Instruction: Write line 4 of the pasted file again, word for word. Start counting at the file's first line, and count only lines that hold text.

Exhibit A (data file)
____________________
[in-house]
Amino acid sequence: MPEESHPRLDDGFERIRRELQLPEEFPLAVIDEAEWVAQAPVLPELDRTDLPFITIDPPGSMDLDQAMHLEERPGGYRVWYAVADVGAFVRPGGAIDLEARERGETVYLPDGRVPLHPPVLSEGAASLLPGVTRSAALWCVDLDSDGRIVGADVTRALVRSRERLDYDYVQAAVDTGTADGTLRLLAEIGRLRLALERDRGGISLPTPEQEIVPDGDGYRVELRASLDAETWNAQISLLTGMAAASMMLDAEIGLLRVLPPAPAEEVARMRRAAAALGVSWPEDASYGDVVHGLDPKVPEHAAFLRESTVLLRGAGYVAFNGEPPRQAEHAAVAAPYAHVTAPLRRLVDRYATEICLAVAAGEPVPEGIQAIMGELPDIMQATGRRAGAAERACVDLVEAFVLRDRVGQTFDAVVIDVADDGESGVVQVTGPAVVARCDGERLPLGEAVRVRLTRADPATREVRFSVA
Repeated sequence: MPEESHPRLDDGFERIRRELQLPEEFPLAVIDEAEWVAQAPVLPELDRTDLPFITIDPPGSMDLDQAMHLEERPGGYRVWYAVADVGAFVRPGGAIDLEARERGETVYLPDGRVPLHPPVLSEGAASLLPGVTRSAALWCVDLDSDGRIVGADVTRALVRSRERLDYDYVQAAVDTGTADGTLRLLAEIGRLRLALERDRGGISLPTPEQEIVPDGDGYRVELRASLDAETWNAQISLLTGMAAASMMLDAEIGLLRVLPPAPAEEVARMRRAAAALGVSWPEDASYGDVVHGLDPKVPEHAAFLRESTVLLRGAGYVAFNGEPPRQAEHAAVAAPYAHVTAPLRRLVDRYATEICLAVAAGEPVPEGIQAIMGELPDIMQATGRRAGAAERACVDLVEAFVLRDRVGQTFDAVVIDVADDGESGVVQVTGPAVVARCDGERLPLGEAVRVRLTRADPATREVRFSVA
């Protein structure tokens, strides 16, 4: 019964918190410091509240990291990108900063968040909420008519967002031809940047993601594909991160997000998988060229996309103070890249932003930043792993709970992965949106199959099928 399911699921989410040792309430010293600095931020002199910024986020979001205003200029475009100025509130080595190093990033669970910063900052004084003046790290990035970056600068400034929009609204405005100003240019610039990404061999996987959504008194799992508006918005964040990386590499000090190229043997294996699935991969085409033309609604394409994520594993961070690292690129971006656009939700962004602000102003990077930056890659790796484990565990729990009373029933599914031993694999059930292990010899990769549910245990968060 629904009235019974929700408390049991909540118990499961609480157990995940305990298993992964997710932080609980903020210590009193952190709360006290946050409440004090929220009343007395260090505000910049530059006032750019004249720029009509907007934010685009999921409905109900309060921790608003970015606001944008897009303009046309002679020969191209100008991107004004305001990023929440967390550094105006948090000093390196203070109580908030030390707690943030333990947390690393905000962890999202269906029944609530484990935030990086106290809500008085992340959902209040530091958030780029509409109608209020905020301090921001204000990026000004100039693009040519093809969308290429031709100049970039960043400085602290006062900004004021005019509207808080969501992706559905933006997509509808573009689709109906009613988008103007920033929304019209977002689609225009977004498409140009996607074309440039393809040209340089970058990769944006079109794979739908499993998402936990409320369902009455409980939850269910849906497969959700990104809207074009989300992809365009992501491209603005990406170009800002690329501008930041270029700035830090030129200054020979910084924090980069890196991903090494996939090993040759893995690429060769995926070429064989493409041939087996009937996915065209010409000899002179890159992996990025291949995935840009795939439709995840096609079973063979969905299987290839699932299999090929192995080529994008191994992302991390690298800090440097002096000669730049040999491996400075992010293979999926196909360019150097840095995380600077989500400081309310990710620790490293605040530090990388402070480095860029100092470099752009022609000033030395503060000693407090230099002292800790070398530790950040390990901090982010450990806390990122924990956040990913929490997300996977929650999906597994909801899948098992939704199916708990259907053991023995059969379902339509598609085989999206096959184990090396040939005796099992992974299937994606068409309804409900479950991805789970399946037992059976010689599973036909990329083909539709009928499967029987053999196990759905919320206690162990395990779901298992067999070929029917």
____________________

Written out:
């Protein structure tokens, strides 16, 4: 019964918190410091509240990291990108900063968040909420008519967002031809940047993601594909991160997000998988060229996309103070890249932003930043792993709970992965949106199959099928 399911699921989410040792309430010293600095931020002199910024986020979001205003200029475009100025509130080595190093990033669970910063900052004084003046790290990035970056600068400034929009609204405005100003240019610039990404061999996987959504008194799992508006918005964040990386590499000090190229043997294996699935991969085409033309609604394409994520594993961070690292690129971006656009939700962004602000102003990077930056890659790796484990565990729990009373029933599914031993694999059930292990010899990769549910245990968060 629904009235019974929700408390049991909540118990499961609480157990995940305990298993992964997710932080609980903020210590009193952190709360006290946050409440004090929220009343007395260090505000910049530059006032750019004249720029009509907007934010685009999921409905109900309060921790608003970015606001944008897009303009046309002679020969191209100008991107004004305001990023929440967390550094105006948090000093390196203070109580908030030390707690943030333990947390690393905000962890999202269906029944609530484990935030990086106290809500008085992340959902209040530091958030780029509409109608209020905020301090921001204000990026000004100039693009040519093809969308290429031709100049970039960043400085602290006062900004004021005019509207808080969501992706559905933006997509509808573009689709109906009613988008103007920033929304019209977002689609225009977004498409140009996607074309440039393809040209340089970058990769944006079109794979739908499993998402936990409320369902009455409980939850269910849906497969959700990104809207074009989300992809365009992501491209603005990406170009800002690329501008930041270029700035830090030129200054020979910084924090980069890196991903090494996939090993040759893995690429060769995926070429064989493409041939087996009937996915065209010409000899002179890159992996990025291949995935840009795939439709995840096609079973063979969905299987290839699932299999090929192995080529994008191994992302991390690298800090440097002096000669730049040999491996400075992010293979999926196909360019150097840095995380600077989500400081309310990710620790490293605040530090990388402070480095860029100092470099752009022609000033030395503060000693407090230099002292800790070398530790950040390990901090982010450990806390990122924990956040990913929490997300996977929650999906597994909801899948098992939704199916708990259907053991023995059969379902339509598609085989999206096959184990090396040939005796099992992974299937994606068409309804409900479950991805789970399946037992059976010689599973036909990329083909539709009928499967029987053999196990759905919320206690162990395990779901298992067999070929029917």